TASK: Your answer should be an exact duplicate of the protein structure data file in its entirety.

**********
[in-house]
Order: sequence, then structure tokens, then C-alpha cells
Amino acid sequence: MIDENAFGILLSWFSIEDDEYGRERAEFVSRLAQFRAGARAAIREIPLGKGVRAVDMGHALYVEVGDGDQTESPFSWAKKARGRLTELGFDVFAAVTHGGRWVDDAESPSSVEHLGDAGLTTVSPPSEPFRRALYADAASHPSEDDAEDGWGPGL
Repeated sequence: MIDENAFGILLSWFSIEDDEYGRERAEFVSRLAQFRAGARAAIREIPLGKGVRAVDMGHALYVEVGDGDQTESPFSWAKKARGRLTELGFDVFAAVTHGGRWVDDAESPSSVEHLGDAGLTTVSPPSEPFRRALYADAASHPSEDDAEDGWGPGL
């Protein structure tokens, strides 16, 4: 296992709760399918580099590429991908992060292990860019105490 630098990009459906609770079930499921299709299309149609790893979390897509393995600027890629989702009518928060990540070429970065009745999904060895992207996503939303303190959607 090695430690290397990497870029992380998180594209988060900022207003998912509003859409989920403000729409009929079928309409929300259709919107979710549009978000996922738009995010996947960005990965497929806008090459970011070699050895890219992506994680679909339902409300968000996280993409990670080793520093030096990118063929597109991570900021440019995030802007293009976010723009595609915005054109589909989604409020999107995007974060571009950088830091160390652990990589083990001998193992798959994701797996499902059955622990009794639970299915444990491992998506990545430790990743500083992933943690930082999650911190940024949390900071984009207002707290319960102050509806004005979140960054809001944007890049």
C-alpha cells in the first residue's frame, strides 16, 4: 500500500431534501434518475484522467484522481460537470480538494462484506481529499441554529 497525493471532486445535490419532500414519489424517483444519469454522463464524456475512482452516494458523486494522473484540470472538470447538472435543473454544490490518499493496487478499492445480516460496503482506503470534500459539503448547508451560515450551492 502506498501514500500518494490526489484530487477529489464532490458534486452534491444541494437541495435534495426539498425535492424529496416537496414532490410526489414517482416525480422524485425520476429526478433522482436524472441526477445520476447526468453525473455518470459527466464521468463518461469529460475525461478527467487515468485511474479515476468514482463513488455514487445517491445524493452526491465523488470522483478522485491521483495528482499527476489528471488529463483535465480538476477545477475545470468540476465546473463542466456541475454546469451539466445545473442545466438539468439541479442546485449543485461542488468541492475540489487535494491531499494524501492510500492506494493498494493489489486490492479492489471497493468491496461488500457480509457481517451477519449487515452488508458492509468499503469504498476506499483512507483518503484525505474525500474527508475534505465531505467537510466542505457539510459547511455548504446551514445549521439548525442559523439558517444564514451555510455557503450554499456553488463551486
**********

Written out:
[in-house]
Order: sequence, then structure tokens, then C-alpha cells
Amino acid sequence: MIDENAFGILLSWFSIEDDEYGRERAEFVSRLAQFRAGARAAIREIPLGKGVRAVDMGHALYVEVGDGDQTESPFSWAKKARGRLTELGFDVFAAVTHGGRWVDDAESPSSVEHLGDAGLTTVSPPSEPFRRALYADAASHPSEDDAEDGWGPGL
Repeated sequence: MIDENAFGILLSWFSIEDDEYGRERAEFVSRLAQFRAGARAAIREIPLGKGVRAVDMGHALYVEVGDGDQTESPFSWAKKARGRLTELGFDVFAAVTHGGRWVDDAESPSSVEHLGDAGLTTVSPPSEPFRRALYADAASHPSEDDAEDGWGPGL
């Protein structure tokens, strides 16, 4: 296992709760399918580099590429991908992060292990860019105490 630098990009459906609770079930499921299709299309149609790893979390897509393995600027890629989702009518928060990540070429970065009745999904060895992207996503939303303190959607 090695430690290397990497870029992380998180594209988060900022207003998912509003859409989920403000729409009929079928309409929300259709919107979710549009978000996922738009995010996947960005990965497929806008090459970011070699050895890219992506994680679909339902409300968000996280993409990670080793520093030096990118063929597109991570900021440019995030802007293009976010723009595609915005054109589909989604409020999107995007974060571009950088830091160390652990990589083990001998193992798959994701797996499902059955622990009794639970299915444990491992998506990545430790990743500083992933943690930082999650911190940024949390900071984009207002707290319960102050509806004005979140960054809001944007890049």
C-alpha cells in the first residue's frame, strides 16, 4: 500500500431534501434518475484522467484522481460537470480538494462484506481529499441554529 497525493471532486445535490419532500414519489424517483444519469454522463464524456475512482452516494458523486494522473484540470472538470447538472435543473454544490490518499493496487478499492445480516460496503482506503470534500459539503448547508451560515450551492 502506498501514500500518494490526489484530487477529489464532490458534486452534491444541494437541495435534495426539498425535492424529496416537496414532490410526489414517482416525480422524485425520476429526478433522482436524472441526477445520476447526468453525473455518470459527466464521468463518461469529460475525461478527467487515468485511474479515476468514482463513488455514487445517491445524493452526491465523488470522483478522485491521483495528482499527476489528471488529463483535465480538476477545477475545470468540476465546473463542466456541475454546469451539466445545473442545466438539468439541479442546485449543485461542488468541492475540489487535494491531499494524501492510500492506494493498494493489489486490492479492489471497493468491496461488500457480509457481517451477519449487515452488508458492509468499503469504498476506499483512507483518503484525505474525500474527508475534505465531505467537510466542505457539510459547511455548504446551514445549521439548525442559523439558517444564514451555510455557503450554499456553488463551486